What is 10% Engineer
And why you should be one
Everybody who have spent a long time in software engineering probably would have heard about the (myth) of 10x engineer. The first Google search result of 10x engineer will give you the following definition:
The concept of a 10X engineer is actually very simple: It's an engineer who's 10 times better at their job than their peers.
In practice you’ll wonder what 10x engineers would look like in real life (if they’re not a myth). Some folks will say that 10x engineers are engineers who output 10x as much code compared to their peers. Others will say that 10x engineers are engineers who debug and fix issues 10x faster than their peers. Some will even say that 10x engineers are engineers who drive alignment with 10x less drama than their peers. I personally think that there are archetypes of 10x engineer, in which one can be within one or more archetypes and I’d even add the more experienced 10x engineer (100x engineer?) would know which archetypes they should be playing right now.
Then, what is 10% engineer and how is it related to 10x engineer? This is my definition of 10% engineer
10% engineer is a 10x engineer who has high degree of efficiency thus only requiring to work 10% of the time to accomplish similar result expected out of them.
In short you require 3 ingredients to become 10% engineer:
Become a 10x engineer.
Crystal clear on what’s expected out of you (even if you’re the one who’s making expectation yourself).
Be insanely efficient.
So that seems like a lot of work, right? So why bother? Here’s an example of a week in life of 10% engineer named Vincent working at Facebook:
Monday: 1:1 with core team members (Vincent “manages” > 20 engineers but only do regular 1:1 with 3 of them), cross-team and cross-functional sync. Then walk his dog in the afternoon. Work hours: 3 hours.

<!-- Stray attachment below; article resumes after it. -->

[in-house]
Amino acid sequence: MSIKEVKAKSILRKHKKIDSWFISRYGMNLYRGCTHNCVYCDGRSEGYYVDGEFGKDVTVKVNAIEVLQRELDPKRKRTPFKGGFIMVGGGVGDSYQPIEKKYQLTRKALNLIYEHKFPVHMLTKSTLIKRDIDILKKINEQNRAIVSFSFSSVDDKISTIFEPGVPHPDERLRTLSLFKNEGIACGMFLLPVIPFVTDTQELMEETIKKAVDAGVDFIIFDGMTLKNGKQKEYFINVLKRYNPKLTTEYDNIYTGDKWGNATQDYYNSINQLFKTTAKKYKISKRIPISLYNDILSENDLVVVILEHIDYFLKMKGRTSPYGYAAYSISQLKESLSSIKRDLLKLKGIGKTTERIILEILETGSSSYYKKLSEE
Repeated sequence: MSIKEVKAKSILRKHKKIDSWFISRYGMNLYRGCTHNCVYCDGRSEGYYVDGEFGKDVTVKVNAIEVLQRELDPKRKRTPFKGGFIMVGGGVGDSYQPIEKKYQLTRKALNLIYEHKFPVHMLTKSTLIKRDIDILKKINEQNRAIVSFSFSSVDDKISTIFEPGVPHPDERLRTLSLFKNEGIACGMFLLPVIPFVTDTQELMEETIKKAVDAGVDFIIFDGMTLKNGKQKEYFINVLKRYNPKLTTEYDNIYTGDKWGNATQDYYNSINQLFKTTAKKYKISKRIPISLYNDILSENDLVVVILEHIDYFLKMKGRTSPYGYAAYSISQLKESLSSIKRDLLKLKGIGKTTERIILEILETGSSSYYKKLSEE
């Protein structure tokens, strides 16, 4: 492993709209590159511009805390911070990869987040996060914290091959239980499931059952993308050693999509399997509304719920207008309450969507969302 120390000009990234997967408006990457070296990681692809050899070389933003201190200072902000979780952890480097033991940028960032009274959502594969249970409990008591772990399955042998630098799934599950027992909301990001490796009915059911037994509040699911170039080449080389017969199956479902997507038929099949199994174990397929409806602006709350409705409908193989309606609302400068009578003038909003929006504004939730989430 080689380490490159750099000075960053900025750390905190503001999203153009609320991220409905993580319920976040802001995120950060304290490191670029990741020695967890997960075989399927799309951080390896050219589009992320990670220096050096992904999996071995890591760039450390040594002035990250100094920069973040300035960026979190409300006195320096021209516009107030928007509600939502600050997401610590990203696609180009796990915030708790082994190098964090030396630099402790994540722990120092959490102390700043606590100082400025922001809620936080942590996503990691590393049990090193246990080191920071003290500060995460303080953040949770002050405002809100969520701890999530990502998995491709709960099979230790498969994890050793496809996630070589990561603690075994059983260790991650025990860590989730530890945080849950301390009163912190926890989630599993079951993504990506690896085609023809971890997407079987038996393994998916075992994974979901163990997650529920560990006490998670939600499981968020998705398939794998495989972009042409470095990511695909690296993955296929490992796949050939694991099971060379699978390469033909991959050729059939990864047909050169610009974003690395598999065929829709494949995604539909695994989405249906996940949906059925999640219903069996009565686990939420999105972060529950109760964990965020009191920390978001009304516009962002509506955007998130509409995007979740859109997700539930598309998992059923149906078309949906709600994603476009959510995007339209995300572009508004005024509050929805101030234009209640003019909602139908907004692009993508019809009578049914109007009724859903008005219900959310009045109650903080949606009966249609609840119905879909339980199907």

Tuesday: Walk his dog. Work hours: 0 hours.
Wednesday: Play League of Legend. Then walk his dog. Work hours: 0 hours.
Thursday: weekly sync. Then walk his dog. Work hours: 1 hours.
Friday: Walk his dog. Then happy hour with team. Work hours: 0 hours.
Saturday and Sunday: not so obvious but Vincent doesn’t work on weekend. Work hours: 0 hours.
Total work hours: 4 hours/week.
I can personally say that I’ve seen multiple 7-figure-income engineers who’re working on the most interesting/challenging area in the company have accomplished this. And it’s not as mythical nor impossible as it sounds. Also becoming 10% engineer is not for everyone for multiple reasons. For example: not everyone know what to do with all the remaining free time they have and people can get depressed because of this.
If you’re interested to hear more on how to become 10% engineer, what are the different tools you have to leverage, or how to use the remaining time you have as 10% engineers please consider subscribing.